Wang is conducting and analyzing characterization tests for the battery packs cooling system and determining heat transfer parameters from previous discharging and charging tests for the battery packs.

Rhamy set up the control network, allowing devices to work with other sensors and CAN communication for the old electric vehicle batteries. He made his own CAN databases and used previously existing databases to control the contacts of the vehicle batteries in order to supply power. The CAN network also implements sensors which help to monitor the overall temperature of the batteries.

David Wolfson, an incoming senior majoring in electrical engineering is working with senior design engineer, Prashanth Ramesh and Matilde D'Arpino on a project which involves designing a prototype for a high-performance, multifunctional battery pack for hybrid turbo electric regional aircrafts.

 “My role is analyzing data from testing different technologies of batteries and developing a model for the battery to allow us to see how a battery type will perform under given power requirements under the system constraints.” said Wolfson.


Dominek bending wood to create the frame for the Supermileage vehicleDominek bending wood to create the frame for the Supermileage vehicleEddie Dominek is spending his summer in the Motorsports garage before starting his sophomore year at Upper Arlington High School. Under the supervision of Matt Little, CAR’s senior instrument maker, Dominek has been working closely with the Supermileage team, bending wood for the body of their vehicle and designing the steering column mount.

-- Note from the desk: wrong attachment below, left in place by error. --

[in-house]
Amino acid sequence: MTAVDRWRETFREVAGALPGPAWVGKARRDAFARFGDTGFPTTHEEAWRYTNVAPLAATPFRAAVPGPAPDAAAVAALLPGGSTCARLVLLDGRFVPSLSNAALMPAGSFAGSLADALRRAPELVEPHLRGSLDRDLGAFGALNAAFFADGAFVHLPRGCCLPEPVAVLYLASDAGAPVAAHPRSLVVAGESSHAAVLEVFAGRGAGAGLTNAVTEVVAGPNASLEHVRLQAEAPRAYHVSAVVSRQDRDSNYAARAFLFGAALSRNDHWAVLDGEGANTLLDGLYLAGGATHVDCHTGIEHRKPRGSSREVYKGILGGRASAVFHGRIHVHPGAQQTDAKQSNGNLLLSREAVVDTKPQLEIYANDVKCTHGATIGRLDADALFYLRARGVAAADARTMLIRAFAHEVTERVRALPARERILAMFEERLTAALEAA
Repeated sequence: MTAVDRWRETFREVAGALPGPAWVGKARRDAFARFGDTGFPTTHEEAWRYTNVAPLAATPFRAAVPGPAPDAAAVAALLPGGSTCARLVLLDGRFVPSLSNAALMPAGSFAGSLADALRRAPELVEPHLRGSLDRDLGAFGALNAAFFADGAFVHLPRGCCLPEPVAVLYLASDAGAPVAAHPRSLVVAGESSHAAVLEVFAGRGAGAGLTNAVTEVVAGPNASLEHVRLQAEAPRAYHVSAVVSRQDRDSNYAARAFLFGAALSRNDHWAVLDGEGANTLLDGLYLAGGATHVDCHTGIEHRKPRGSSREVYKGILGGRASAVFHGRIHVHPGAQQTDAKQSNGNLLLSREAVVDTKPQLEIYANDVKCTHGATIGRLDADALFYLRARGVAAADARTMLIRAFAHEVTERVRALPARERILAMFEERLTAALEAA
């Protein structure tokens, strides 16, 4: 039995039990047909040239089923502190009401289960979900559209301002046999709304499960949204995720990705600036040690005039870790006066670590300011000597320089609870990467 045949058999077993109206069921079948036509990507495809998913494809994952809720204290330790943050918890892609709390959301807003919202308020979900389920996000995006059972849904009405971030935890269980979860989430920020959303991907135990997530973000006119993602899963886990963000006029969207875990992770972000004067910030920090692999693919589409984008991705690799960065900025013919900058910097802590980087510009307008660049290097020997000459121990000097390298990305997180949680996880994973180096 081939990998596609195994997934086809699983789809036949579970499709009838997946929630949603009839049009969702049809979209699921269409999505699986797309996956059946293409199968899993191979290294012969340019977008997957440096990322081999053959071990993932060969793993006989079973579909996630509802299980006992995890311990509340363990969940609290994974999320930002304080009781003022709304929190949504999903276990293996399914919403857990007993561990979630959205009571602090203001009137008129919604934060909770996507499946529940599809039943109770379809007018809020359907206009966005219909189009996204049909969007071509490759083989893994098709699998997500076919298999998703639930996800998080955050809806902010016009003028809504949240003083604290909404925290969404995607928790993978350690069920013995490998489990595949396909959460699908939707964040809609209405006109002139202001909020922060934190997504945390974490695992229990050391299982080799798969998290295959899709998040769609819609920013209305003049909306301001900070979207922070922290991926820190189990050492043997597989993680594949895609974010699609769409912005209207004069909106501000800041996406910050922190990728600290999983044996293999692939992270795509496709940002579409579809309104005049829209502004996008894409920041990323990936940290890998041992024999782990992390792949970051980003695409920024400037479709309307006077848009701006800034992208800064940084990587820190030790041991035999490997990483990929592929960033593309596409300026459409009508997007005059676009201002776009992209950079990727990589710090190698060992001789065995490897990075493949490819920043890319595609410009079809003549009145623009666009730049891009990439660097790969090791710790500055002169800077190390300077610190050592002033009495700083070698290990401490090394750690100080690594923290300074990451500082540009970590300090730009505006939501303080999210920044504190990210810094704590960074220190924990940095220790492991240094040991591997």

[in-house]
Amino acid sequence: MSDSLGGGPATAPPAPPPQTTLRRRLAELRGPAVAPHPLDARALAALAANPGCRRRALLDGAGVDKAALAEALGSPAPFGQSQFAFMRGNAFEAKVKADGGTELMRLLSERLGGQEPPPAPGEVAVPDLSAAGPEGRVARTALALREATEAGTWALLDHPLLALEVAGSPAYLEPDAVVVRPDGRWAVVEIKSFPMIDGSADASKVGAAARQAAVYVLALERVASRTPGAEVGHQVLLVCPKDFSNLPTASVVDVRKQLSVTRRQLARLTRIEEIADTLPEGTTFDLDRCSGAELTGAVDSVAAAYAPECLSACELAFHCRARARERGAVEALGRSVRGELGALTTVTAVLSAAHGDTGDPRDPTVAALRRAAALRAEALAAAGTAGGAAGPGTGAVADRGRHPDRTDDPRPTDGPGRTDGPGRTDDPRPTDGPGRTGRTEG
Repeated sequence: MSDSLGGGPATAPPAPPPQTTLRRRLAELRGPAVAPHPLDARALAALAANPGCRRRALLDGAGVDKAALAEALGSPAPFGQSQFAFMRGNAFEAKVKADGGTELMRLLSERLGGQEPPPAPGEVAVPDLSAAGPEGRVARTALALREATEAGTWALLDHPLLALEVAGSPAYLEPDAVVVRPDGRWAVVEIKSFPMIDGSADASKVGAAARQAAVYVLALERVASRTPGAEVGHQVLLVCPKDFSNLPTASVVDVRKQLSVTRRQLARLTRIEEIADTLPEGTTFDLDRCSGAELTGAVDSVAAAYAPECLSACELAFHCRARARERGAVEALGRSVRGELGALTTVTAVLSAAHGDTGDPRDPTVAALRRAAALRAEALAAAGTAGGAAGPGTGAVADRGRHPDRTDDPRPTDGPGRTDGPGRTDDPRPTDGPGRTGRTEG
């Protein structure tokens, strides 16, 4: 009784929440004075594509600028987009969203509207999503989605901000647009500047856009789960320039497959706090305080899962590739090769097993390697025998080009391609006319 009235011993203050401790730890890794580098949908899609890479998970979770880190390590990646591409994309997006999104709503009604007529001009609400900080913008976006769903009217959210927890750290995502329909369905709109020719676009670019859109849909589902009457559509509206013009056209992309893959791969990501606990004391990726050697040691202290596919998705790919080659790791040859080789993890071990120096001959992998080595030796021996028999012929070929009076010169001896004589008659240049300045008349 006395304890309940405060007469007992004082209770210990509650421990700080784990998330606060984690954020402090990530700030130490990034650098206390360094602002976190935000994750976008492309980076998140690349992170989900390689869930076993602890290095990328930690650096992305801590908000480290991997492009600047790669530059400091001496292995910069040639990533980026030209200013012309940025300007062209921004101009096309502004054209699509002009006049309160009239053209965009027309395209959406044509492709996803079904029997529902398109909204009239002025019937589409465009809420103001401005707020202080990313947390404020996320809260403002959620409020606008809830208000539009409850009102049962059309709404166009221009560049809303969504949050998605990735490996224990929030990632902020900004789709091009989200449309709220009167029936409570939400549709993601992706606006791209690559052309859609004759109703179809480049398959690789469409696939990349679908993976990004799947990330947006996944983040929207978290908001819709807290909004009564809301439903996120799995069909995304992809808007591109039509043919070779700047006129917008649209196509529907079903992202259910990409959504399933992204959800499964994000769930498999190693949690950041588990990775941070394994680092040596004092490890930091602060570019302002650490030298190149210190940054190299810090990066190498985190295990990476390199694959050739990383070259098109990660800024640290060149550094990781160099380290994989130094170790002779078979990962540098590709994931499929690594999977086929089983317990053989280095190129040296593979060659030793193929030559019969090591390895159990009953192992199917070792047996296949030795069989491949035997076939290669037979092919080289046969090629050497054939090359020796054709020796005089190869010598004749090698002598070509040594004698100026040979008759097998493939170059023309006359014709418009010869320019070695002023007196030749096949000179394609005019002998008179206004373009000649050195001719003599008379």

“I learned how to bend wood by steaming it before drying it in an oven,” said Dominek. Once the wood is in place, a fabric will be stretched over it to cover the frame.”

Dominek was also able to observe carbon fiber sheets being laid out and formed and learned how to use SolidWorks to design the steering column mount for the car.


Cech is using Matlab to model an automotive fuel systemCech is using Matlab to model an automotive fuel systemMary Cech, who is majoring in materials science and engineering is working under the direction of research scientist Greg Busch to model an automotive fuel system.  She is using Matlab software to construct a thermodynamic model to determine how the gasoline in the fuel system will behave when subjected to different environmental and vehicle operating conditions with a focus on reducing environmental emissions.